The Oxford Handbook of International Relations offers the most authoritative and comprehensive overview to date of the field of international relations. Arguably the most impressive collection of international relations scholars ever brought together within one volume, the Handbook debates the nature of the field itself, critically engages with the major theories, surveys a wide spectrum of methods, addresses the relationship between scholarship and policy making, and examines the field's relation with cognate disciplines. The Handbook takes as its central themes the interaction between empirical and normative inquiry that permeates all theorizing in the field and the way in which contending approaches have shaped one another. In doing so, it provides an authoritative and critical introduction to the subject and establishes a sense of the field as a dynamic realm of argument and inquiry. The Oxford Handbook of International Relations will be essential reading for all of those interested in the advanced study of global politics and international affairs.
`Review from previous edition The Oxford Handbook of International Relations provides a magisterial overview of international theory today. It explains the diversity of the field and analyses the complex links between theory, method and political practice; it highlights the common stake in fundamental ethical questions about 'how should we act?'; and it raises large questions about how far progress in various sub-areas of investigation has advanced the
field overall. This compelling work deserves to be a major teaching resource in the years ahead. But it should be more than that, namely a significant influence on the conversation between perspectives in the
next phase of the development of the discipline.'
Andrew Linklater, Woodrow Wilson Professor of International Politics, Aberystwyth University.
`This blockbuster set is a must-have for scholars and students alike. Each volume is crafted by a distinguished set of editors who have assembled critical, comprehensive, essays. These volumes will help to shape the discipline for many years to come.'
Theda Skocpol, Victor S. Thomas Professor of Government and Sociology, Harvard University.
`This extraordinary series offers 'state of the art' assessments that instruct, engage, and provoke. Both synoptic and directive, the fine essays across these superbly edited volumes reflect the ambitions and diversity of political science. No one who is immersed in the discipline's controversies and possibilities should miss the intellectual stimulation and critical appraisal these works so powerfully provide.'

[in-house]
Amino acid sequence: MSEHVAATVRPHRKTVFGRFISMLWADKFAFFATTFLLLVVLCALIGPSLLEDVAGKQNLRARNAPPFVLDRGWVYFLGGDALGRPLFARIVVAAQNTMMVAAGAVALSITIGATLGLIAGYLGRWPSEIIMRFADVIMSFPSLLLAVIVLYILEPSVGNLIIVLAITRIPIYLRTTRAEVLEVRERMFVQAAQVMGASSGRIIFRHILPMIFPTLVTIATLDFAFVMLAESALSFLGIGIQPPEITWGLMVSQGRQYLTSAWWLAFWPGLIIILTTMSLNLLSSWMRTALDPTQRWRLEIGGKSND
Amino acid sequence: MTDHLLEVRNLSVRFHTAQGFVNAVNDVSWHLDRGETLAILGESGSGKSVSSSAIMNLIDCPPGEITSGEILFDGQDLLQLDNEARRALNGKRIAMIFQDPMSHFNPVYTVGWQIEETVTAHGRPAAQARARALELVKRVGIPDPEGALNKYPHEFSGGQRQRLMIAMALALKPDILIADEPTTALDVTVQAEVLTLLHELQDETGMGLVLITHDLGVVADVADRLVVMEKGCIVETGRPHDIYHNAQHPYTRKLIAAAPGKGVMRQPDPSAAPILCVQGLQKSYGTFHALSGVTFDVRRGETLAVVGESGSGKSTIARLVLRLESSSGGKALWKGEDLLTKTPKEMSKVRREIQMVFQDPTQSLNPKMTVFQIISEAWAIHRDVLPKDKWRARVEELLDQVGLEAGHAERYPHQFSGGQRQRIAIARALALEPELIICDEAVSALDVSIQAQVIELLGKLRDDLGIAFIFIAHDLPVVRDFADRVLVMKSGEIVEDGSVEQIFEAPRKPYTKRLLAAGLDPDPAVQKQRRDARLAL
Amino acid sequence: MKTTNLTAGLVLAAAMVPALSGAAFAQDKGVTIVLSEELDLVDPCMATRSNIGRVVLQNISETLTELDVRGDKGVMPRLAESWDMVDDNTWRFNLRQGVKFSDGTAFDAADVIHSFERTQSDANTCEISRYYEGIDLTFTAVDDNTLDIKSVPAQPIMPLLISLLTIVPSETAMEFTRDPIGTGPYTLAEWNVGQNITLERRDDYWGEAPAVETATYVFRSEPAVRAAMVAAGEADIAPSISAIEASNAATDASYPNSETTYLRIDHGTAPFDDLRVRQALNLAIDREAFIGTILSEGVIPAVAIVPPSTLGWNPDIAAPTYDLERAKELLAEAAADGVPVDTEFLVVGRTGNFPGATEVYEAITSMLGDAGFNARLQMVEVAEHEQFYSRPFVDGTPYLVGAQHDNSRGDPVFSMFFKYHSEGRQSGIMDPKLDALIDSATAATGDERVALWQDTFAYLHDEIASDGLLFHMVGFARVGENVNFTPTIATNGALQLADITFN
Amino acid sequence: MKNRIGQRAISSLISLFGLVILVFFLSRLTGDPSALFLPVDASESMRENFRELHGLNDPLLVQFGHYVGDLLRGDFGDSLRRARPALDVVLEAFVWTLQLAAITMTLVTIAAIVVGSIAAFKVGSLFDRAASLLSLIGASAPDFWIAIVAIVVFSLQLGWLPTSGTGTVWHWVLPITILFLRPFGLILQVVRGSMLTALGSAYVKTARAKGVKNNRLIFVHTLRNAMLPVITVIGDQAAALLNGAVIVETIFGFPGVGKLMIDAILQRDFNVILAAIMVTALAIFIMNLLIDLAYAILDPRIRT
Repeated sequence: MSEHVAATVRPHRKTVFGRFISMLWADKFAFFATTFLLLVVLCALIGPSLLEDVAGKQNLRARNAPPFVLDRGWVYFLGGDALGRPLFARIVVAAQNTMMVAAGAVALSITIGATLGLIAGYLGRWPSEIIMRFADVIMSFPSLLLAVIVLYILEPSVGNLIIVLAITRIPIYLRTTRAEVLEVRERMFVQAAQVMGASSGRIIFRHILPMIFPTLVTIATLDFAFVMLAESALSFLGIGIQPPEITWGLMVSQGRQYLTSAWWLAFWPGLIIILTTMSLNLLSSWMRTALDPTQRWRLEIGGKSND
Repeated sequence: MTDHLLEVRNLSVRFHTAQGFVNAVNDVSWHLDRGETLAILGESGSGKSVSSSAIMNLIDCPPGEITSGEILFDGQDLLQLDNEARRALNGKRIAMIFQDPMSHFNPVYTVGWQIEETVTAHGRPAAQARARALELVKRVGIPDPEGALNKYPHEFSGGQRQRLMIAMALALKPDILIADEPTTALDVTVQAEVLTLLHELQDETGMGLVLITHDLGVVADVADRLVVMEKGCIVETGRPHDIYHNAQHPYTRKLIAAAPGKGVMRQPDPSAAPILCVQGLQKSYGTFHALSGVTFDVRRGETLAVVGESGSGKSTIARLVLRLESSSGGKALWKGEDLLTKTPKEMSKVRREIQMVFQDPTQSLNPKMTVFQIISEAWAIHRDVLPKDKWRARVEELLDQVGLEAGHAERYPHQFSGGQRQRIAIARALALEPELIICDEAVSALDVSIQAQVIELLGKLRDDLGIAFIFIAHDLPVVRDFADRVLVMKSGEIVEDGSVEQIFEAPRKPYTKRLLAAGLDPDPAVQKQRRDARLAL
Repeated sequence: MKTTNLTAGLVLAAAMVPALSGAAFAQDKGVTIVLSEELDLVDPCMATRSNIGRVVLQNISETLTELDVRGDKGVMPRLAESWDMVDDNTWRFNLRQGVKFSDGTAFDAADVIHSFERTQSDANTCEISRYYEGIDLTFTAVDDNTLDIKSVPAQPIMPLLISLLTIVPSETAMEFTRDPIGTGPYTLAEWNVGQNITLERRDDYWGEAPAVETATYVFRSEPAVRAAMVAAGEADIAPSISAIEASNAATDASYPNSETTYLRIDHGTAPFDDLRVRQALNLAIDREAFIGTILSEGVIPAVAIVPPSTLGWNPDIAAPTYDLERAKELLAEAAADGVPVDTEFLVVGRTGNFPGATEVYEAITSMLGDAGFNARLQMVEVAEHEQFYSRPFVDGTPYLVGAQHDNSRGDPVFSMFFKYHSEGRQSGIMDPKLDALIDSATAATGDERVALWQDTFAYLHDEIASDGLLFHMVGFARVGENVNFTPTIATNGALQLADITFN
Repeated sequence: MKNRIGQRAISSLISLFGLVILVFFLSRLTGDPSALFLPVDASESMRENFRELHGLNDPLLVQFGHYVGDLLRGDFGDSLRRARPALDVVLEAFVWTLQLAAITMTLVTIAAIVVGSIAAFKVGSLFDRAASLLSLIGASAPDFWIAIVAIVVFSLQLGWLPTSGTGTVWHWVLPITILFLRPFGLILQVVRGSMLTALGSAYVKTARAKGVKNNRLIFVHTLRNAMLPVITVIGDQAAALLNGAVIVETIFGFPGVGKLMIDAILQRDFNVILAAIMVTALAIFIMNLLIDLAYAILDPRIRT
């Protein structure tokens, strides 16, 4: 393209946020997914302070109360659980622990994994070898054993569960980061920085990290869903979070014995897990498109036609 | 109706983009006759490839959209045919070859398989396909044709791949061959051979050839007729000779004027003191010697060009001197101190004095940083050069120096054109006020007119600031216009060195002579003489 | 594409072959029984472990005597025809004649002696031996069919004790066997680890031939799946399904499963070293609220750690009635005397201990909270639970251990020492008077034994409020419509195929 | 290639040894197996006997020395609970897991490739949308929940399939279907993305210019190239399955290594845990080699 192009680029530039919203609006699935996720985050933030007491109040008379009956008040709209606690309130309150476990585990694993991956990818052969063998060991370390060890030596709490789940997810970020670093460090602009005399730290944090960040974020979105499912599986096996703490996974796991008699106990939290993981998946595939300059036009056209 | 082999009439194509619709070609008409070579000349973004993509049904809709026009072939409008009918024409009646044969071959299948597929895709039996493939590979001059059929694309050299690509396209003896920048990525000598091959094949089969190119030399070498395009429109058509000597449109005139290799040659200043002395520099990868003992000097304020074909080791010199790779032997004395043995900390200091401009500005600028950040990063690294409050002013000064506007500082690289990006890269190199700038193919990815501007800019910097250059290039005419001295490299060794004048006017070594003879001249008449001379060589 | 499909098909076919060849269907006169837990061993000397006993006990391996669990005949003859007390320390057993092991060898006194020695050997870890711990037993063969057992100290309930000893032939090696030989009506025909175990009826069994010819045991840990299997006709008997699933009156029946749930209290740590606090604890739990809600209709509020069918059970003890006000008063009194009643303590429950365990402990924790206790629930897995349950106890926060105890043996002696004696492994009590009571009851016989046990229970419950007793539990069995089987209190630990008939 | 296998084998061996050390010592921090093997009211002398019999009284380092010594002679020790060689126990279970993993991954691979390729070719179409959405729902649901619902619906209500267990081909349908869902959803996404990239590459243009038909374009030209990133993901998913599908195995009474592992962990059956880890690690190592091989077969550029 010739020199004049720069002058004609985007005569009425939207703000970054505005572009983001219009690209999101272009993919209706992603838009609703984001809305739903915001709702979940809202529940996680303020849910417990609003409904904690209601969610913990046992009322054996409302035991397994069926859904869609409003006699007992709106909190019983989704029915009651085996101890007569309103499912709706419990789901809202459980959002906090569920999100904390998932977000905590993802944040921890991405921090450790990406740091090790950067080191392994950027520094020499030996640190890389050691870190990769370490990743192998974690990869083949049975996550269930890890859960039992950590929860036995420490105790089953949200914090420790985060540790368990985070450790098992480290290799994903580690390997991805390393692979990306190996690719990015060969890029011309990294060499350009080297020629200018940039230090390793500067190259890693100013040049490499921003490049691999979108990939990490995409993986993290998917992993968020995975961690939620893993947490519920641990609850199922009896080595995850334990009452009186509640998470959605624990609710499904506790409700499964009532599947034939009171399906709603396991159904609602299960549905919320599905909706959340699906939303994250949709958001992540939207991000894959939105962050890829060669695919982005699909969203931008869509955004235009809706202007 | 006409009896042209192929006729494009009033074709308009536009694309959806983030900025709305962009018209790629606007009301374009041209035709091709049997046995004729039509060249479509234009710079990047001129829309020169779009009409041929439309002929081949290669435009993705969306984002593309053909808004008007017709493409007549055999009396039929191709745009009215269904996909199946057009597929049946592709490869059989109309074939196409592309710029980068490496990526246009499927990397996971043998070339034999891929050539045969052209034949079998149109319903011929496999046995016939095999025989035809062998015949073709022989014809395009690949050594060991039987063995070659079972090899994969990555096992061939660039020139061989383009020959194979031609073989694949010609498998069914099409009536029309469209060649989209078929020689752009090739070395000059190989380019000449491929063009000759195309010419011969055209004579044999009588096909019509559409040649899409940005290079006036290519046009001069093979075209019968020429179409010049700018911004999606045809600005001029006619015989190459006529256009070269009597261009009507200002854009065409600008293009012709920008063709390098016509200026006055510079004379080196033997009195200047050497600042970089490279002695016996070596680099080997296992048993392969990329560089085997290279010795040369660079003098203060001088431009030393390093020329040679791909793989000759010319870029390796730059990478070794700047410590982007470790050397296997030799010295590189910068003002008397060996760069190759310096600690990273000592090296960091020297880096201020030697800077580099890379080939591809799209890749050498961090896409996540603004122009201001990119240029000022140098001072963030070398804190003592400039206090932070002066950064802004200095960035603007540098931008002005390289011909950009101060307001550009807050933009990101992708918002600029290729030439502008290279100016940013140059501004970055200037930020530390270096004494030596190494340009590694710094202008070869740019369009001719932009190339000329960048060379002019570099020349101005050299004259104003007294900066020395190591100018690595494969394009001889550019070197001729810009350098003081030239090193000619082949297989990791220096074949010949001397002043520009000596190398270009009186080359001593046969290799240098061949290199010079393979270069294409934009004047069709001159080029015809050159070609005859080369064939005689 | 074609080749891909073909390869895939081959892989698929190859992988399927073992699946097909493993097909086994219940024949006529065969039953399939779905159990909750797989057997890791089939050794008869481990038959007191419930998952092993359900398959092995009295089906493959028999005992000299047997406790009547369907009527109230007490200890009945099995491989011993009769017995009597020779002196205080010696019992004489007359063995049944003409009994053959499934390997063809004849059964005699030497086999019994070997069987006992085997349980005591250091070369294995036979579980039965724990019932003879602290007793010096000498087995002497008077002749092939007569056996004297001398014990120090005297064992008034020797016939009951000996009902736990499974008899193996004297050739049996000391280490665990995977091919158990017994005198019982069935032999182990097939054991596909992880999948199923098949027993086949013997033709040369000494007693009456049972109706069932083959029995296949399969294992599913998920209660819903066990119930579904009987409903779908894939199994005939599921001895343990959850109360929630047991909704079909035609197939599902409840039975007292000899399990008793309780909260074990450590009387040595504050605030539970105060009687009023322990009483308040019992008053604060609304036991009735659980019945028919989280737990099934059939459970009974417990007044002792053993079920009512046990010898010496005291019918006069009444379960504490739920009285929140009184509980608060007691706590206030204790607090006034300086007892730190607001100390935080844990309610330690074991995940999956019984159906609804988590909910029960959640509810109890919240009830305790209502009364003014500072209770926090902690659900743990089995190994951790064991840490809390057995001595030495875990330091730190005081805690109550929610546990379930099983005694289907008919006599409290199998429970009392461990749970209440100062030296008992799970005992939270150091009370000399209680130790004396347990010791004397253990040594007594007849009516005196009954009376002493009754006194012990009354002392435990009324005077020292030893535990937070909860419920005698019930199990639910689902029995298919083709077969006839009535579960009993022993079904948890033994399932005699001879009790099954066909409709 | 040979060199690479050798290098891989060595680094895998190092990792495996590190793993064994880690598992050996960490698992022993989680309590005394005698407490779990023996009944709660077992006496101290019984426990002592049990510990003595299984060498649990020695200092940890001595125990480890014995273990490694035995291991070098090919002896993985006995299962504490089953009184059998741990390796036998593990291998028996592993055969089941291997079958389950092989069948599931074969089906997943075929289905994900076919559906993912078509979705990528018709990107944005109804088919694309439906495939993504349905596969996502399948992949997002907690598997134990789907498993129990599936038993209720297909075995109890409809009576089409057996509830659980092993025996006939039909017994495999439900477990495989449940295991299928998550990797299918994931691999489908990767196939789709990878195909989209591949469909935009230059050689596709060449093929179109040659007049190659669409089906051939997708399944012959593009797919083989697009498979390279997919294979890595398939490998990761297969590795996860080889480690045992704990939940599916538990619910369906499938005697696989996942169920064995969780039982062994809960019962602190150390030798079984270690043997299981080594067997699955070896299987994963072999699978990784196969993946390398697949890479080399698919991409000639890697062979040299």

Ira Katznelson, Ruggles Professor of Political Science and History, Columbia University.
Part I Introduction
1: Christian Reus-Smit and Duncan Snidal: Between utopia and reality: the practical discourses of international relations
Part II Imagining the discipline
2: David A. Lake: The state and international relations
3: Michael Barnett and Kathryn Sikkink: From international relations to global society
4: Robert Cox: The point is not just to explain the world but to change it
5: Phillip Darby: A disabling discipline?
Part III Major theoretical perspectives
6: Peter Katzenstein and Rudra Sil: Eclectic theorizing in the study and practice of international relations
7: William C. Wohlforth: Realism
8: Jack Donnelly: The ethics of realism
9: Benno Teschke: Marxism
10: Nicholas Rengger: The ethics of Marxism
11: Arthur A. Stein: Neoliberal institutionalism
12: James L. Richardson: The ethics of neoliberal institutionalism
13: Andrew Moravscik: The new liberalism
14: Gerry Simpson: The ethics of the new liberalism
15: Tim Dunne: The English School
16: Molly Cochran: The ethics of the English School
17: Ian Hurd: Constructivism
18: Richard Price: The ethics of constructivism
19: Richard Shapcott: Critical theory
20: Robyn Eckersley: The ethics of critical theory
21: Anthony Burke: Postmodernism
22: Peter Lawler: The ethics of postmodernism
23: Sandra Whitworth: Feminism
24: Jacqui True: The ethics of feminism
Part IV The question of method
25: Andrew H. Kydd: Methodological individualism and rational choice
26: Friedrich Kratochwil: Sociological approaches
27: James Goldgeier and Philip Tetlock: Psychological approaches
28: Edward D. Mansfield and Jon C. Pevehouse: Quantitative approaches
29: Andrew Bennett and Colin Elman: Case study methods
30: Joel Quirk: Historical methods
Part V Bridging the subfield boundaries
31: John Ravenhill: International political economy
32: Robert Ayson: Strategic studies
33: Douglas T. Stuart: Foreign policy decision-making
34: Terry Nardin: International ethics
35: Michael Byers: International law
Part VI The scholar and the policy-maker
36: Henry R. Nau: Scholarship and policy-making: who speaks truth to whom?
37: Joseph S. Nye, Jr: International relations: the relevance of theory to practice
Part VII The question of diversity
38: David L. Blaney and Naeem Inayatullah: International relations from below
39: Richard Little: International relations theory from a former hegemon
Part VIII Old and new
40: Janice Bially Mattern: The concept of power and the (un)discipline of international relations
41: Toni Erskine: Locating responsibility: the problem of moral agency in international relations
42: Robert O. Keohane: Big questions in the study of world politics
43: Richard Rosecrance: The failure of static and the need for dynamic approaches to international relations
44: Steve Smith: Six wishes for a more relevant discipline of international relations
Series: Oxford Handbooks
Tertiary; University or College
Number Of Pages: 788
Published: 1st July 2010
Publisher: Oxford University Press
Country of Publication: GB
Dimensions (cm): 24.2 x 17.7
Weight (kg): 1.32